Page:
Magazine article The Spectator

Theatre: Branagh's Romeo and Juliet; A View from Islington North

Magazine article The Spectator

Theatre: Branagh's Romeo and Juliet; A View from Islington North

Article excerpt

Out come the stars in Kenneth Branagh's Romeo and Juliet . He musters a well-drilled, celebrity-ridden crew but they can't quite get the rocket off the launchpad. The stylish setting evokes Italy in the early 1950s. The girls wear New Look frocks and the boys sport tight slacks and shirtsleeves. Christopher Oram's muted set has bland marble walls and tasteless squared-off pillars like a modern dictator's palace on the Euphrates. A rare failure.

Romeo is played by Game of Thrones inmate Richard Madden, who seems a handsome enough specimen, but Branagh might have asked him to act with his soul rather than his forearms. And he looks too mature. To kill a rival and throw away your life for a 13-year-old you've met three times is the lunatic act of a dippy kid, not the choice of a sleek adult with a designer shirt and hand-made shoes. Branagh's textual choices create problems early on. He retains the Queen Mab speech (an anthology piece that deserves to be ditched) and he follows this delay with a cabaret song to start the Capulet's masked ball. All this takes a thumb-twiddling 20 minutes when the story needs to get moving. The casting of Derek Jacobi as the young hothead Mercutio seems half-genius and half-prank. Jacobi has fun camping it up in a white tuxedo but when he croons a cabaret song in the marketplace he lets self-indulgence get the better of artistic discipline.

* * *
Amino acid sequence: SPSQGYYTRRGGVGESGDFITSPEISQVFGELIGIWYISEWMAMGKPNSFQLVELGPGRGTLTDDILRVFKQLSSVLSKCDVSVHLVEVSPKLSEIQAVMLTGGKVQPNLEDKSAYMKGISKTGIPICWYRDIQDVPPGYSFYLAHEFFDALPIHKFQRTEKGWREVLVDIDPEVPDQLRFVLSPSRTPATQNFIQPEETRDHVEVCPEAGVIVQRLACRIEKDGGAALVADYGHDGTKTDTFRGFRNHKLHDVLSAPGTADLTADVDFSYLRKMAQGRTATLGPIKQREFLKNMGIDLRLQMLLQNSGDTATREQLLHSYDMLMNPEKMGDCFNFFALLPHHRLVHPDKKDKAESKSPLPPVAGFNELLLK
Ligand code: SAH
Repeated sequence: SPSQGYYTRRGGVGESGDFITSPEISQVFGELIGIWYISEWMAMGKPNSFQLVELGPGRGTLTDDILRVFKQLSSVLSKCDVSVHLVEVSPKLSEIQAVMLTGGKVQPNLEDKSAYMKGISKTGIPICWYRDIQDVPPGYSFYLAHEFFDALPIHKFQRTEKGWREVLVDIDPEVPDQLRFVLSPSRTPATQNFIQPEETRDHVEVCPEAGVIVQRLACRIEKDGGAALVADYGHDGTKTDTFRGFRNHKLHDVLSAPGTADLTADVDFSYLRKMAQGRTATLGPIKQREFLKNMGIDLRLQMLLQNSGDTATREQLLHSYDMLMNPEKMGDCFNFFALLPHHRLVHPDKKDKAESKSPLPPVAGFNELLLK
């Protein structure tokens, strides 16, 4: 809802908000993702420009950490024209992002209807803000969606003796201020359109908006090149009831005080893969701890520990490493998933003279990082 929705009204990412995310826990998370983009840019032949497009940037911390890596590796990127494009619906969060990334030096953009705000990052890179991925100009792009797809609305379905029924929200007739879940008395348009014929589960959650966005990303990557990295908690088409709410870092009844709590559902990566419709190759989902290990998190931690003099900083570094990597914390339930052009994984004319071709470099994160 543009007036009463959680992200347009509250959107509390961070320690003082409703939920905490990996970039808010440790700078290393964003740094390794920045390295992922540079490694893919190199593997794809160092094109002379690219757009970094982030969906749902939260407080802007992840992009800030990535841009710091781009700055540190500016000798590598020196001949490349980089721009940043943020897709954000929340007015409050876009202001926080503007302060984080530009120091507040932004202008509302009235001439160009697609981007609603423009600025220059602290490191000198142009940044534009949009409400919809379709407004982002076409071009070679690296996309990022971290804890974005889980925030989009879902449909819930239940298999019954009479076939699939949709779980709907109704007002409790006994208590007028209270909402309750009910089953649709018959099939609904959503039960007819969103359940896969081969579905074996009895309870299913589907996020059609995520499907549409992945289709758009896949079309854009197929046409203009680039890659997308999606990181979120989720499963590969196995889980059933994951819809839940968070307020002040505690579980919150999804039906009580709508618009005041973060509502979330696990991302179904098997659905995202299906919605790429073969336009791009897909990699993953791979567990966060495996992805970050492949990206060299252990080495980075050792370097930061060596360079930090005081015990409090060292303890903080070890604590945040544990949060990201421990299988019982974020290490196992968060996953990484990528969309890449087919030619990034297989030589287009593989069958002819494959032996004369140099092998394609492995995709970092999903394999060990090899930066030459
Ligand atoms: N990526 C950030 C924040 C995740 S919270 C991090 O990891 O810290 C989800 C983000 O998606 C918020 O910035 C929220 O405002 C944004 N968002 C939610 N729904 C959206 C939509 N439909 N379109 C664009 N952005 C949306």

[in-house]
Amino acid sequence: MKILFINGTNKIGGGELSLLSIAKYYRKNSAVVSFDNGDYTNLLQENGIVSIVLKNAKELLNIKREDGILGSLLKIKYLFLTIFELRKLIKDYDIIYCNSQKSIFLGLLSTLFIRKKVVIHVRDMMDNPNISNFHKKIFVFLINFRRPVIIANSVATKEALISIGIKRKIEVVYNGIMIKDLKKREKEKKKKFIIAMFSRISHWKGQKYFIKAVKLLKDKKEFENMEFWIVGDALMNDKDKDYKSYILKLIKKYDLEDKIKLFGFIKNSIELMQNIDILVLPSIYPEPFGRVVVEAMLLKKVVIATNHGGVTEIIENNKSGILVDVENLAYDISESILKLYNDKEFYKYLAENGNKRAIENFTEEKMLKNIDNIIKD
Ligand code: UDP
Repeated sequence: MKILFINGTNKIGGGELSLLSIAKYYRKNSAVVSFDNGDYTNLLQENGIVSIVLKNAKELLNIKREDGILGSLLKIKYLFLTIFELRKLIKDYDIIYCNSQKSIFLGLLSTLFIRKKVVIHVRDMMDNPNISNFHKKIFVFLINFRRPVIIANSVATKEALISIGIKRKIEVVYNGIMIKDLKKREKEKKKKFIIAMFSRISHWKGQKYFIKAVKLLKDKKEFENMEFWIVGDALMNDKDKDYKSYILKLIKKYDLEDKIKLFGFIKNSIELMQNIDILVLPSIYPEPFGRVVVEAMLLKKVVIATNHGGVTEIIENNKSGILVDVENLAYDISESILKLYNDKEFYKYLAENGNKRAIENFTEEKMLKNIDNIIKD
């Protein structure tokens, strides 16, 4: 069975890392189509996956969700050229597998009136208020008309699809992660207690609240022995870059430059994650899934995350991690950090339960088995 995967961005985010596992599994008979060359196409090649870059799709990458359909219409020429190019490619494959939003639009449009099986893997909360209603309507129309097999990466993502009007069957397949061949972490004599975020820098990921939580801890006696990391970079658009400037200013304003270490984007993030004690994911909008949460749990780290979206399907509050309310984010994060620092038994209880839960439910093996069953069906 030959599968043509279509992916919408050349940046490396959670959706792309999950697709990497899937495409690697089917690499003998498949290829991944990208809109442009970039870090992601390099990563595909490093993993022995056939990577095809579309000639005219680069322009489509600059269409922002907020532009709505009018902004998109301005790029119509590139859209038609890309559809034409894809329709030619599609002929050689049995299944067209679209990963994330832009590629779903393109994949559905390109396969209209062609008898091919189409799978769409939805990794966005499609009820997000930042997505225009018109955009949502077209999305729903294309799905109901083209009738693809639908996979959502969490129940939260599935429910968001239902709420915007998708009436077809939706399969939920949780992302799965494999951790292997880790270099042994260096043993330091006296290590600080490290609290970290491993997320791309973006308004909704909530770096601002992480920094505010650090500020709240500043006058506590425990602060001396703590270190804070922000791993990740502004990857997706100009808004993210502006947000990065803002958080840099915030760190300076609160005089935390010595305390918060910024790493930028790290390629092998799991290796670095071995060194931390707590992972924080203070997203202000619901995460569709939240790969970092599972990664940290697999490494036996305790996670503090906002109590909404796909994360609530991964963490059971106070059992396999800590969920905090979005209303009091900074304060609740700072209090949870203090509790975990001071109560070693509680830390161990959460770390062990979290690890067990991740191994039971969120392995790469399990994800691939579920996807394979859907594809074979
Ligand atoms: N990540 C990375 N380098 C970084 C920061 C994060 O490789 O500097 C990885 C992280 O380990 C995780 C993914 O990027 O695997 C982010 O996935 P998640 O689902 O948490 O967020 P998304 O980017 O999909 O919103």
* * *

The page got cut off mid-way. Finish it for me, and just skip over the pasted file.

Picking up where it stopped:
Lily James captures the intensity and loopiness of Juliet even though her erotic thrashings-about carry a hint of the web-cam starlet. Her mother, Lady Capulet, is played by a stately Merisa Berenson who seems just a teeny bit older than the 26 years specified in the text as her ladyship's age. Michael Rouse's Capulet comes across as a candidate for the sex offenders' register. He's a raging, spitting proto-Othello, and in his final scene he strips down to his vest and leaps on a prone Juliet, almost dry-humping the helpless girl on the floor. This is plain nasty rather than illuminating. Merisa Berenson should have half-nelsoned him and bitten the bastard's ear off.

What the show lacks is a dominant personality to compel our attention and unify the atmosphere. Into the vacancy tiptoes Meera Syal (as the Nurse) to pilfer every scene without turning it into a solo production. Wise work. Her sidekick Peter (Kathryn Wilder) gets huge laughs from a minuscule role. One to watch.

A View from Islington North is a slate of new political playlets. Director Max Stafford-Clark arranges them in ascending order of quality. …

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